Remnants of Halley’s Comet To Be Seen Over the Hudson Valley
The last annual meteor shower of the spring will be seen over the night sky this week, and the material that makes up these particular meteors has a very well-known source. And while said comet is currently over 2 billion miles away from Earth, and won't be seen again until 2061, the debris left behind should provide sky watchers and astronomy types with about 10 to 30 meteors per hour of viewing enjoyment.
What, When, and Where?
AccuWeather says that the Eta Aquarid meteor shower will peak the night of Thursday, May 5, into early Friday, May 6. May's only meteor shower takes place as the Earth passes through the debris cloud left behind by Halley's Comet. And while it's not the biggest event of the year for viewers, it's something to look at if you want to get outside and get some fresh air. You'll have to get up early though. AccuWeather says the shower will provide the best viewing time between 3 a.m. and 5 a.m., local time, before daybreak on Friday, May 6.
As is often the case, the Hudson Valley and Northeast are prone to overcast skies this time of year. Hudson Valley Weather is calling for increasing clouds Thursday night with a chance for showers late. But even if the clouds hide the view, AccuWeather says the Eta Aquarids will still be seen through the second week of May.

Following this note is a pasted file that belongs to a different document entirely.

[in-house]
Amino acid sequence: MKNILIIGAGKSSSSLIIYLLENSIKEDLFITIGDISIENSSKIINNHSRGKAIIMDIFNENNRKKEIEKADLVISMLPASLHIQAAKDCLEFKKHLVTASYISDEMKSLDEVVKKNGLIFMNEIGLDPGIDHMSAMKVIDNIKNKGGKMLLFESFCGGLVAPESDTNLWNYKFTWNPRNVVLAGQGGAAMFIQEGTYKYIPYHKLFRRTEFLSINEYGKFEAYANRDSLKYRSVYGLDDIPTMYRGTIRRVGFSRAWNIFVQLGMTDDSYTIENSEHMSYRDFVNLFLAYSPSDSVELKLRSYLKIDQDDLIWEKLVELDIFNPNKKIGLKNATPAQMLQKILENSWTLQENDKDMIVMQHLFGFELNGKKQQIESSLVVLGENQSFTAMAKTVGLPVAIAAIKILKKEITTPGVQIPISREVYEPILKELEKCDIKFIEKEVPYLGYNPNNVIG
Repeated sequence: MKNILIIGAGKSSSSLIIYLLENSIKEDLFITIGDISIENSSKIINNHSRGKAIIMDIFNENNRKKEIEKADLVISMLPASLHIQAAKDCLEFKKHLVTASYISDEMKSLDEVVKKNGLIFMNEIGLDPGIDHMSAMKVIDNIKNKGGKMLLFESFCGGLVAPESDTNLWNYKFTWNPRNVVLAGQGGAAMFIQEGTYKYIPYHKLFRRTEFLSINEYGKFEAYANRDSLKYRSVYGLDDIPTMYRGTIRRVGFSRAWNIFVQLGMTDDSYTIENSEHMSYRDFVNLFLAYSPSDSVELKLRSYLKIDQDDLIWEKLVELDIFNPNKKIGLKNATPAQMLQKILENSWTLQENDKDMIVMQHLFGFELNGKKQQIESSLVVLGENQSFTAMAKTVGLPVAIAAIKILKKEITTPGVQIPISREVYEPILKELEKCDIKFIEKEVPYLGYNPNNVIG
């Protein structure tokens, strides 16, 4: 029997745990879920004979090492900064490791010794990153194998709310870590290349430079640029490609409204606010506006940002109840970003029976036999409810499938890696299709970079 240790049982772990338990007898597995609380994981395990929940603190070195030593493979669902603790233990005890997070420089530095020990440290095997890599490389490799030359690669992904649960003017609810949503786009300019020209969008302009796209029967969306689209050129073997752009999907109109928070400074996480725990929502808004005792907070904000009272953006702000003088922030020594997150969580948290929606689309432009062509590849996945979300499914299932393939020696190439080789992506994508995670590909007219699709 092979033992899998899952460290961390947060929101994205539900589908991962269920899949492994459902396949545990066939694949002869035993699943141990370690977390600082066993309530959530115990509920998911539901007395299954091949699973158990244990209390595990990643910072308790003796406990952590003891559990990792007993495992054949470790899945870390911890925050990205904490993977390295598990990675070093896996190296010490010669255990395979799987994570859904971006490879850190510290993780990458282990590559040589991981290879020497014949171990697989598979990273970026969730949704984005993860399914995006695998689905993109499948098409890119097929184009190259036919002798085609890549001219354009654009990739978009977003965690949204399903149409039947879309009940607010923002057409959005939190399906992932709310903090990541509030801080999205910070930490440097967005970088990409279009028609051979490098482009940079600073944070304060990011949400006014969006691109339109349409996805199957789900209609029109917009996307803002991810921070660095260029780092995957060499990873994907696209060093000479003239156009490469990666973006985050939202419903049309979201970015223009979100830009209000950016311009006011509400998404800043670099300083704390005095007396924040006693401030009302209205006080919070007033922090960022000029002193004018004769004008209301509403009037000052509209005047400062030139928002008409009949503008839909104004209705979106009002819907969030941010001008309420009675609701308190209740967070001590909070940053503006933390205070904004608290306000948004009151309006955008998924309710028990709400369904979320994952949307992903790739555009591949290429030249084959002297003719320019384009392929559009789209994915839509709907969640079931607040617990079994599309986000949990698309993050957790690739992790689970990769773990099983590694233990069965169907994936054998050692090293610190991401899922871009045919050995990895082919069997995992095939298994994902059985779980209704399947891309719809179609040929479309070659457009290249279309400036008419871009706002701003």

The next time to see any meteor showers will be when the Southern Delta Aquarids and the alpha Capriconids arrive in late July.
Other Recent Events in the Skies
If it seems like there was just talk of meteors in the last week or so, you may be thinking of the Lyrid meteor shower, which peaked in late April. Another rather unusual astronomical event just occurred in late April known as the Black Moon. An event like that may sound a bit ominous, but it was basically just the second new moon within the same calendar month. While that may not be huge to some, it is actually the first Black Moon since July 2019. The next time another one occurs will be December 2024.